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There are many identities known like

$$\sum_{k=0}^{n-1} \sin (k \cdot \theta + \varphi) = \frac{\sin\left(n \cdot \frac{\theta}{2}\right)}{\sin\left(\frac{\theta}{2}\right)} \cdot \sin \left(\frac{2 \varphi + (n-1)\cdot \theta}{2} \right)$$

However, in such situations the angles add up and are equidistant. Instead, I pose myself the question whether there is a simplifying formula for $$\sum_{k=1}^{n} k \cdot \sin \left(\frac{x}{k} \right),$$ particularly, if $x$ is much larger than $n$.

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For large $n$ you may approximate the sum by an integral, which gives $$\sum_{k=1}^{n} k \sin (x/k)-nx\simeq \int_0^\infty\bigl(k\sin(x/k)-k\bigr)\,dk=-\tfrac{1}{4}\pi x^2.$$ The plot compares the left-hand-side of this equation for $n=1000$ (blue curve) with the right-hand-side (gold) as a function of $x$.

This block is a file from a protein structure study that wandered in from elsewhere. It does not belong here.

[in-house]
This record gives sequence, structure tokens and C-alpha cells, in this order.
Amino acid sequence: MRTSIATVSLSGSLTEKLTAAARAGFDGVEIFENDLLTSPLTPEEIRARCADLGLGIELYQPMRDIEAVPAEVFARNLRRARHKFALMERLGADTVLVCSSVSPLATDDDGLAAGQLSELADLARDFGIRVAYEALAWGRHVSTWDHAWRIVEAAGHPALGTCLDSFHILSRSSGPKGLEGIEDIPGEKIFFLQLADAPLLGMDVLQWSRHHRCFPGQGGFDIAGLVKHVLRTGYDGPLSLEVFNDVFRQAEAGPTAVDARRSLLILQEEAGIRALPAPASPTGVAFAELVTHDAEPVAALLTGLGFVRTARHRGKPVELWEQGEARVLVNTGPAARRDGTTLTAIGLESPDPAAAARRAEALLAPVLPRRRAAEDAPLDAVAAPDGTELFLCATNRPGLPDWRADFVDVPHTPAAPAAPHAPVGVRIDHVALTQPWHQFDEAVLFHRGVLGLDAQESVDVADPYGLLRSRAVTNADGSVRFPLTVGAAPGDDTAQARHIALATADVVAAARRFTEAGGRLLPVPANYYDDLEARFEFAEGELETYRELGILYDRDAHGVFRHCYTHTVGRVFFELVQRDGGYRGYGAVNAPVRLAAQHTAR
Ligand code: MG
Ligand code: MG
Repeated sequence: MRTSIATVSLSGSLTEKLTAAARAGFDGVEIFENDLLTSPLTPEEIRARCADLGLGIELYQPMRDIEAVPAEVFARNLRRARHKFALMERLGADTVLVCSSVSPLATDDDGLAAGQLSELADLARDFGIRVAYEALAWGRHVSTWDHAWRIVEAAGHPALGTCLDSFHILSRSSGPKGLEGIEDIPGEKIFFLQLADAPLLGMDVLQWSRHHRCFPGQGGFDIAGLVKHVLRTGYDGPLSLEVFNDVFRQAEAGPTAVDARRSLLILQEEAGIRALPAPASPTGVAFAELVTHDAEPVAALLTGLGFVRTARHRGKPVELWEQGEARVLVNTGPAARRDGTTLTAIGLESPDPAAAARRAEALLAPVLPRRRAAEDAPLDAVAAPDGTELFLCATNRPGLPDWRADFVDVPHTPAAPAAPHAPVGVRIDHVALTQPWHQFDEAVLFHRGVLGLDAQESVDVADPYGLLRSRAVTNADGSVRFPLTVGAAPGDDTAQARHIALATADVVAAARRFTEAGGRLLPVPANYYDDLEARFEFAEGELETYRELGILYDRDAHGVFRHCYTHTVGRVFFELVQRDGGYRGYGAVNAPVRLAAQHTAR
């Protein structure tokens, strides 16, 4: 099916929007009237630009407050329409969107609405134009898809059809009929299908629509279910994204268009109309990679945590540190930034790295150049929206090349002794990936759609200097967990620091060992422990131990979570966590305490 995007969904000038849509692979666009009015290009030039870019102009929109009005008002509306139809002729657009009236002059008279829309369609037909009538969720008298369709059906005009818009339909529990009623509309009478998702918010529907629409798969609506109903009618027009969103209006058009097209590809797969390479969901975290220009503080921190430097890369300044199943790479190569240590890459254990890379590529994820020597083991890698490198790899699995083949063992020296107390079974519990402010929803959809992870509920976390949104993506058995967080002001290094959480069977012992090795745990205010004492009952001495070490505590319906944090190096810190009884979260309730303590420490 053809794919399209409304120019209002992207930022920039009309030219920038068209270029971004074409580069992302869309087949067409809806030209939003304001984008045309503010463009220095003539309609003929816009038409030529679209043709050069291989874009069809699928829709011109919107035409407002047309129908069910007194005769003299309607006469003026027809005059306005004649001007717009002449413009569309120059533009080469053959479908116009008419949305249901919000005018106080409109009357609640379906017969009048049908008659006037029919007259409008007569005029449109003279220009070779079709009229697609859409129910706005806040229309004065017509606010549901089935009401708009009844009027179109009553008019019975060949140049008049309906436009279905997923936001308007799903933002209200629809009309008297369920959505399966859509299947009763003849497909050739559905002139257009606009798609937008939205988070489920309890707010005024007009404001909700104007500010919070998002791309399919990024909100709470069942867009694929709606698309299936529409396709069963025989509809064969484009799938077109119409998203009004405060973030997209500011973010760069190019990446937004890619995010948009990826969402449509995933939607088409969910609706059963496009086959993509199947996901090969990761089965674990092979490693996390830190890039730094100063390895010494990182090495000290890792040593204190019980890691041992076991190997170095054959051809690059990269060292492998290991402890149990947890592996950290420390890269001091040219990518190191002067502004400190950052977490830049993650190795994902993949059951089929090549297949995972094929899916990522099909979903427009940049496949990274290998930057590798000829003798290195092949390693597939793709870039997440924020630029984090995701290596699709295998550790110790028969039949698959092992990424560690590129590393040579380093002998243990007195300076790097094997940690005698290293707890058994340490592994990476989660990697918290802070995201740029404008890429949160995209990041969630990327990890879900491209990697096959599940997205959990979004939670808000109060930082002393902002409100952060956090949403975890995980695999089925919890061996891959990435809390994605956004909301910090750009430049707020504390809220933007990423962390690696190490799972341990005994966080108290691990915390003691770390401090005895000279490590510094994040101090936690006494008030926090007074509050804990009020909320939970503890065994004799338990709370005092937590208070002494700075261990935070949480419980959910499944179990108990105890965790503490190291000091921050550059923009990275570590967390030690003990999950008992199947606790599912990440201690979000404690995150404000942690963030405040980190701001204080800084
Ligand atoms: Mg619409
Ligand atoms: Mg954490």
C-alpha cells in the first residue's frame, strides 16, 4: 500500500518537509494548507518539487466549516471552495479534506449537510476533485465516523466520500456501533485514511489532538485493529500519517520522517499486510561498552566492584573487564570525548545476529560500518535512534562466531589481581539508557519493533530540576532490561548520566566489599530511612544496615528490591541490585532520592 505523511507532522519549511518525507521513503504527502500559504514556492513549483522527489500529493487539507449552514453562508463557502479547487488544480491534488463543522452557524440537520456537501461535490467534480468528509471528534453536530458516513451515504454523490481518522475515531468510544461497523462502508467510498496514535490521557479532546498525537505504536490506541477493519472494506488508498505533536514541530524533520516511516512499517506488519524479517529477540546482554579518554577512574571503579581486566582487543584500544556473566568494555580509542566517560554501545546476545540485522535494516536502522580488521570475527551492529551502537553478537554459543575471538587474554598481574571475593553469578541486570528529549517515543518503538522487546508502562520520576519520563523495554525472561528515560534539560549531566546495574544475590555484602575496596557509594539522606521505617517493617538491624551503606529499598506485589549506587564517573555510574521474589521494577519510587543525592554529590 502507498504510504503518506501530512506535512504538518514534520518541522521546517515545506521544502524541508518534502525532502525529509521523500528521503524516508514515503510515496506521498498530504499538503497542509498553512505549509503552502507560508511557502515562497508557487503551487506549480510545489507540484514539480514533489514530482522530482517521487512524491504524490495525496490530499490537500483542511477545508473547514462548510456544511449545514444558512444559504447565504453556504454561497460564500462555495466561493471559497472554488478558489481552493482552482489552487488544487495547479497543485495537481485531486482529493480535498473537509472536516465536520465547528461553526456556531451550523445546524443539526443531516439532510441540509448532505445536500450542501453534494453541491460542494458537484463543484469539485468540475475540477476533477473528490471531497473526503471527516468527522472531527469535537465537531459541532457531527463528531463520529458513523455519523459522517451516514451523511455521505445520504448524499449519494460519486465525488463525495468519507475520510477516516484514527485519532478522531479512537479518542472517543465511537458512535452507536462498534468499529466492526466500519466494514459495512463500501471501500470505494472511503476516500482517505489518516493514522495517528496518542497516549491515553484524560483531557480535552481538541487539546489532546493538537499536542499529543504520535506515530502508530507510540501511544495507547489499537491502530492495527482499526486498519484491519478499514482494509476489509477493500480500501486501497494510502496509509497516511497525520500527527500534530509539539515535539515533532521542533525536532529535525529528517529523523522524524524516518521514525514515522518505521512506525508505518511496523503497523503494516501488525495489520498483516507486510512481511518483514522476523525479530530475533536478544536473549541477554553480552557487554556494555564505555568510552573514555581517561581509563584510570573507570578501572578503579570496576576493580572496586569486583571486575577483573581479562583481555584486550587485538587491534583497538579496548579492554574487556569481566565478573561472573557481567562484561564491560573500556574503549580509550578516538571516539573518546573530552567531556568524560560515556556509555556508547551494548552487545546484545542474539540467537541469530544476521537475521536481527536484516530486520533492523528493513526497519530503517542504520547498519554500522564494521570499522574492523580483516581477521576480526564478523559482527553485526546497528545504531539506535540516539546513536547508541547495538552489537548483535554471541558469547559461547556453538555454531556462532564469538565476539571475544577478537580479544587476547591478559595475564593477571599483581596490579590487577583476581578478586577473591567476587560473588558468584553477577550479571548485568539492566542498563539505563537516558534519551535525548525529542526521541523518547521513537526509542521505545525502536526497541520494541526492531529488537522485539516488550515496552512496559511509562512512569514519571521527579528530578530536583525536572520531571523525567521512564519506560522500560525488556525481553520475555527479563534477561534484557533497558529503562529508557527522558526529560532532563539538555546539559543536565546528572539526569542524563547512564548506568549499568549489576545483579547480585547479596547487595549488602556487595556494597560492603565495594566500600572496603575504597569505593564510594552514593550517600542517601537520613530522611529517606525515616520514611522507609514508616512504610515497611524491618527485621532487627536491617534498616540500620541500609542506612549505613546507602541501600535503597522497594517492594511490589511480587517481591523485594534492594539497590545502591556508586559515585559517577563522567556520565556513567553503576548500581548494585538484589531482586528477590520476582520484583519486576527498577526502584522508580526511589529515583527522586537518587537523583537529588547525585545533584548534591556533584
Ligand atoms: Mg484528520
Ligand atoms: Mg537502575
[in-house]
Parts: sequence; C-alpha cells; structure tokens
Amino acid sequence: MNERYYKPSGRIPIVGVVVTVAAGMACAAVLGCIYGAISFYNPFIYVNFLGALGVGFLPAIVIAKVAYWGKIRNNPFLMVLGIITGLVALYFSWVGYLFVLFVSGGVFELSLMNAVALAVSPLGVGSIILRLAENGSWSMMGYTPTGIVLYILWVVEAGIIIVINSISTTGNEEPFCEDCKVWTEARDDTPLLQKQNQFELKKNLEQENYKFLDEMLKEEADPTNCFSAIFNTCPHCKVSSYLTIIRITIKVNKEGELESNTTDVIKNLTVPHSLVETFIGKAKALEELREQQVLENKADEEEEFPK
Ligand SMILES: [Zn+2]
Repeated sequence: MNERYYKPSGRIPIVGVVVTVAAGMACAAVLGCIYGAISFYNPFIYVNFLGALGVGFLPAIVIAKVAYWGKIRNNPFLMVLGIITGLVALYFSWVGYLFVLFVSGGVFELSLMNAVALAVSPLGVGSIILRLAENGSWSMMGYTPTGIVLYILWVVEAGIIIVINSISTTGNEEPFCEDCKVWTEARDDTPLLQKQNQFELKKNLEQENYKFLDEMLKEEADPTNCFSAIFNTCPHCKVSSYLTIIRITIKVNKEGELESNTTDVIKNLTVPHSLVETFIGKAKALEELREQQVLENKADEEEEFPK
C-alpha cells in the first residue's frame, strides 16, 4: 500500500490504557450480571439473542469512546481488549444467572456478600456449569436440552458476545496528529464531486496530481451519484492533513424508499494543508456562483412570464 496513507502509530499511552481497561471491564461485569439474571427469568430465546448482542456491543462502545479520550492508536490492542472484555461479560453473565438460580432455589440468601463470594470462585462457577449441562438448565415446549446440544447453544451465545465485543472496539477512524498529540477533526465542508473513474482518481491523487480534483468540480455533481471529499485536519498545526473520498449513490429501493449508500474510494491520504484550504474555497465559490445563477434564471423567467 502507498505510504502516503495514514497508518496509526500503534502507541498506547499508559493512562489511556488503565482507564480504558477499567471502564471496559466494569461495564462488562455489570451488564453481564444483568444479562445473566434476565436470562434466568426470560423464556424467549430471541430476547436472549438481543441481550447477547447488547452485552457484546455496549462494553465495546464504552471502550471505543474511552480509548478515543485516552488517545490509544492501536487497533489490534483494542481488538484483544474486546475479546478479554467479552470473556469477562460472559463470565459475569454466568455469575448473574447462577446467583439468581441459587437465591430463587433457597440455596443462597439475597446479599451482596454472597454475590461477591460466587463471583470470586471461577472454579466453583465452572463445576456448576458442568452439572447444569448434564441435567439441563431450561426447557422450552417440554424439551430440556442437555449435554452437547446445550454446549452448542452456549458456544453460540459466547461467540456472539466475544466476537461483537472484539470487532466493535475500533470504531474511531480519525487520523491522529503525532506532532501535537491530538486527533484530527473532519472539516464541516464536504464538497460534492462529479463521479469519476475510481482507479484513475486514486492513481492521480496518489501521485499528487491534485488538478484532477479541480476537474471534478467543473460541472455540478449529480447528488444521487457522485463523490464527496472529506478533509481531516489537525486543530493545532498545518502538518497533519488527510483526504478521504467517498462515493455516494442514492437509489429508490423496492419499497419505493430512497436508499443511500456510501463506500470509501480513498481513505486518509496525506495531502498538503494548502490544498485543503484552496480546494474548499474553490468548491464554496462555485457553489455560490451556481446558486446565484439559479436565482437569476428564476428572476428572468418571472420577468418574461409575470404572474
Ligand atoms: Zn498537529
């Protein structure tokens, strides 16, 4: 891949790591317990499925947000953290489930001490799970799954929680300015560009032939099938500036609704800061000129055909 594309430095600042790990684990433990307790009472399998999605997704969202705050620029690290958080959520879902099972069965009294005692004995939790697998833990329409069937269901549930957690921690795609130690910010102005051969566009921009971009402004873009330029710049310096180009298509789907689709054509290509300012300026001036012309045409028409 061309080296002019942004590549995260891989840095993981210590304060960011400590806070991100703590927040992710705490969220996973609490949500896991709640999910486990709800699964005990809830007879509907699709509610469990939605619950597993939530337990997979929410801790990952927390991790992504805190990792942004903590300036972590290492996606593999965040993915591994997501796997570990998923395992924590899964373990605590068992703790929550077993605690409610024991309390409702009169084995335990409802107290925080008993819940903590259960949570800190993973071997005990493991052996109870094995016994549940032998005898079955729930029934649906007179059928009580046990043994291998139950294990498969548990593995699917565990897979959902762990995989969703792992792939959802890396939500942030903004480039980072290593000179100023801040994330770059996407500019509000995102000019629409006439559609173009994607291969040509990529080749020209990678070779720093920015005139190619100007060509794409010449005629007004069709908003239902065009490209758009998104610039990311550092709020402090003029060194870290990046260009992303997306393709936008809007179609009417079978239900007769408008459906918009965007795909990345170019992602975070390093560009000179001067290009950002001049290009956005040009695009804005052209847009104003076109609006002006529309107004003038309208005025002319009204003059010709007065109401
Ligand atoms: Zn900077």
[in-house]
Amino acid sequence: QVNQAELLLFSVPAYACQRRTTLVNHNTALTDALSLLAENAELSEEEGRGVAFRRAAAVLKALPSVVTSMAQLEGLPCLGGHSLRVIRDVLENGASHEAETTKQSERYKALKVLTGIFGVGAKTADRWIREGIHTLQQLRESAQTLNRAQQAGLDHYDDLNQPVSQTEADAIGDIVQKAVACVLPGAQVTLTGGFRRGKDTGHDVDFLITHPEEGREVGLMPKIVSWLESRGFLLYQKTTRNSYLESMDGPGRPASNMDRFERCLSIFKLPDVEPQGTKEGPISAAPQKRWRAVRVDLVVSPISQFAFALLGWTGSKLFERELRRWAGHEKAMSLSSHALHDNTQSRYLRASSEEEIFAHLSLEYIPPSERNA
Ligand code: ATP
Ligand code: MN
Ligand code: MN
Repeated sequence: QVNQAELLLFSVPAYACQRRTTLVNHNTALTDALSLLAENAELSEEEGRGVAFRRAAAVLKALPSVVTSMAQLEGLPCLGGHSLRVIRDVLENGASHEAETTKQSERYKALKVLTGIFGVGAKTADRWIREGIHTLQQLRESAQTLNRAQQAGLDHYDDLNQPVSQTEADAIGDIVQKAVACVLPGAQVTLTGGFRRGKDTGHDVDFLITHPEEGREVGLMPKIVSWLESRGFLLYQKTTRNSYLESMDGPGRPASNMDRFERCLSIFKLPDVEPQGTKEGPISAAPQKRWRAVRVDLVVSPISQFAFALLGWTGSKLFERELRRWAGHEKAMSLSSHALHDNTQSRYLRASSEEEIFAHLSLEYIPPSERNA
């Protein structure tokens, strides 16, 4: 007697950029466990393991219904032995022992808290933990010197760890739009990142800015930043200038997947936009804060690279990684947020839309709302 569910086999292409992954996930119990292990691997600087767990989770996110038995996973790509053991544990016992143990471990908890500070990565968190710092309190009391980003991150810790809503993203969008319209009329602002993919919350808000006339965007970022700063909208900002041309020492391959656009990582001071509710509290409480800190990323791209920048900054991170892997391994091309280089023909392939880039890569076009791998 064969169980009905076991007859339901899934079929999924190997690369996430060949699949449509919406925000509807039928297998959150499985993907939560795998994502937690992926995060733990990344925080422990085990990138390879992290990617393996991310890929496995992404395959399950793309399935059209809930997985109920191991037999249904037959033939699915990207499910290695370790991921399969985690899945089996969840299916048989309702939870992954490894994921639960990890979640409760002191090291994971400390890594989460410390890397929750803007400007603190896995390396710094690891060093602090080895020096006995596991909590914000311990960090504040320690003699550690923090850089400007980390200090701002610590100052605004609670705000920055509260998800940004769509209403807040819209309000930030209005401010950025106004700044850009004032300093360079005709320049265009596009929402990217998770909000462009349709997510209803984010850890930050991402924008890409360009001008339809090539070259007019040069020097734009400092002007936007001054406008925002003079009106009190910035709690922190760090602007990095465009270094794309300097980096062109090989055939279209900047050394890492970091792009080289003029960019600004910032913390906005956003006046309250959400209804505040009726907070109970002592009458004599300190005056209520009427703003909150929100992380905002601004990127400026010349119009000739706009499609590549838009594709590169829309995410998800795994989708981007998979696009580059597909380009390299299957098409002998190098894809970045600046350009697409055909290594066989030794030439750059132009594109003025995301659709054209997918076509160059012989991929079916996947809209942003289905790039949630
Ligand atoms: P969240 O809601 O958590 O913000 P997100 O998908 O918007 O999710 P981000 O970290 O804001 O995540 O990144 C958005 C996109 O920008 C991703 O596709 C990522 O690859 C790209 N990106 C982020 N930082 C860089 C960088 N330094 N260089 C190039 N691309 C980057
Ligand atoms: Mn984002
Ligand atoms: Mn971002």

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  • $\begingroup$ Many thanks for your input. I like your formula a lot, however, I am interested in situations where $x$ is much larger than $n$ and I am afraid that this is not going to hold anymore then. Or is there a way to improve that formula? $\endgroup$ – tobias Jan 17 at 22:13
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If you rewrite everything using complex exponentials, then it's clear why a sum such as $$\sum_{k=0}^{n-1}\sin(k\theta+\phi)$$ has a nice closed formula, since it's just two geometric sums $$ e^{i\phi}\sum_{k=1}^{n-1} e^{\pm i\theta k}. $$ And if you want $\sum_{k=0}^{n-1}k\sin(k\theta+\phi)$, it's similar, there are nice formulas for $\sum_{k=1}^{n-1}kT^k$. On the other hand, the sum you're asking about looks like $$ \sum_{k=1}^n k\sin\left(\frac{x}{k}\right) = \frac12\sum_{k=1}^n \Bigl(ke^{\pi i x/k} + ke^{-\pi i x/k}\Bigr). $$ I don't think that there's a nice closed formula in general for $$ \sum_{k=1}^n kT^{1/k},\quad\text{nor for}\quad \sum_{k=1}^n T^{1/k}. $$ However, as Carlo indicated, one can often get a good approximation using an integral.

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